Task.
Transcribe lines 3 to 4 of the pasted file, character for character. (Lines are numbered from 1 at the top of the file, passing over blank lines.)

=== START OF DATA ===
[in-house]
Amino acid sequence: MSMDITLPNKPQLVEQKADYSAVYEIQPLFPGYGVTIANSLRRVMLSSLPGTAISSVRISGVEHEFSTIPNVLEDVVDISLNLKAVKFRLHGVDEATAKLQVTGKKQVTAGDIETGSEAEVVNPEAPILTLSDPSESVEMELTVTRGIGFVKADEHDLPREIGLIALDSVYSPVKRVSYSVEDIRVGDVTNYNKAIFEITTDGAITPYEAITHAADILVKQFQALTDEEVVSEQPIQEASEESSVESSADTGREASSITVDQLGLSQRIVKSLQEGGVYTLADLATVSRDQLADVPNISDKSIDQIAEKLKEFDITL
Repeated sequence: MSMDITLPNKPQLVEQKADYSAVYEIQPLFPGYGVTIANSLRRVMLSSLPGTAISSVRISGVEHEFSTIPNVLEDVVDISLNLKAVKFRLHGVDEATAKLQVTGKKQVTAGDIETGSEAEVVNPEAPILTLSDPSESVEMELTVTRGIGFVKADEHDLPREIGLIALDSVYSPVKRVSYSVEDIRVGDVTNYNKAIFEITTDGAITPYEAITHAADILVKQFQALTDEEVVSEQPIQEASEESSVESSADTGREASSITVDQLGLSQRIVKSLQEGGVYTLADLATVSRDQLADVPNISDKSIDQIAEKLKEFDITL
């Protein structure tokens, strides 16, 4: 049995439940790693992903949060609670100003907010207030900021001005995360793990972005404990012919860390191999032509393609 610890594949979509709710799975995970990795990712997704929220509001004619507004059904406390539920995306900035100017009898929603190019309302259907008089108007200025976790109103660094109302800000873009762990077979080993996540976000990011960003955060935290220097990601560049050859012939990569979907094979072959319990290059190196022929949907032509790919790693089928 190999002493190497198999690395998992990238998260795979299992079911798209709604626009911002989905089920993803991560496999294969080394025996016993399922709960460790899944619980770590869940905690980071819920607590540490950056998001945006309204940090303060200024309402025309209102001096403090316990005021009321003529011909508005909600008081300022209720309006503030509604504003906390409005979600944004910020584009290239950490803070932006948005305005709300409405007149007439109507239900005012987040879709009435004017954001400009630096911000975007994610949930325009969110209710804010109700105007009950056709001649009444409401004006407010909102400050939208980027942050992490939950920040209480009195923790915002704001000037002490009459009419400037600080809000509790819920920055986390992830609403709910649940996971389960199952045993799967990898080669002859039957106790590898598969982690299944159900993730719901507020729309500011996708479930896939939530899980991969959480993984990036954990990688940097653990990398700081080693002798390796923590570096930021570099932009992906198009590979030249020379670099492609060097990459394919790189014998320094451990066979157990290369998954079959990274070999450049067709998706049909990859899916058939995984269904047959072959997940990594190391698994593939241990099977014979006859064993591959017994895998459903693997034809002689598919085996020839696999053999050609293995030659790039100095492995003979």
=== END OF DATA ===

Repeated sequence: MSMDITLPNKPQLVEQKADYSAVYEIQPLFPGYGVTIANSLRRVMLSSLPGTAISSVRISGVEHEFSTIPNVLEDVVDISLNLKAVKFRLHGVDEATAKLQVTGKKQVTAGDIETGSEAEVVNPEAPILTLSDPSESVEMELTVTRGIGFVKADEHDLPREIGLIALDSVYSPVKRVSYSVEDIRVGDVTNYNKAIFEITTDGAITPYEAITHAADILVKQFQALTDEEVVSEQPIQEASEESSVESSADTGREASSITVDQLGLSQRIVKSLQEGGVYTLADLATVSRDQLADVPNISDKSIDQIAEKLKEFDITL
């Protein structure tokens, strides 16, 4: 049995439940790693992903949060609670100003907010207030900021001005995360793990972005404990012919860390191999032509393609 610890594949979509709710799975995970990795990712997704929220509001004619507004059904406390539920995306900035100017009898929603190019309302259907008089108007200025976790109103660094109302800000873009762990077979080993996540976000990011960003955060935290220097990601560049050859012939990569979907094979072959319990290059190196022929949907032509790919790693089928 190999002493190497198999690395998992990238998260795979299992079911798209709604626009911002989905089920993803991560496999294969080394025996016993399922709960460790899944619980770590869940905690980071819920607590540490950056998001945006309204940090303060200024309402025309209102001096403090316990005021009321003529011909508005909600008081300022209720309006503030509604504003906390409005979600944004910020584009290239950490803070932006948005305005709300409405007149007439109507239900005012987040879709009435004017954001400009630096911000975007994610949930325009969110209710804010109700105007009950056709001649009444409401004006407010909102400050939208980027942050992490939950920040209480009195923790915002704001000037002490009459009419400037600080809000509790819920920055986390992830609403709910649940996971389960199952045993799967990898080669002859039957106790590898598969982690299944159900993730719901507020729309500011996708479930896939939530899980991969959480993984990036954990990688940097653990990398700081080693002798390796923590570096930021570099932009992906198009590979030249020379670099492609060097990459394919790189014998320094451990066979157990290369998954079959990274070999450049067709998706049909990859899916058939995984269904047959072959997940990594190391698994593939241990099977014979006859064993591959017994895998459903693997034809002689598919085996020839696999053999050609293995030659790039100095492995003979």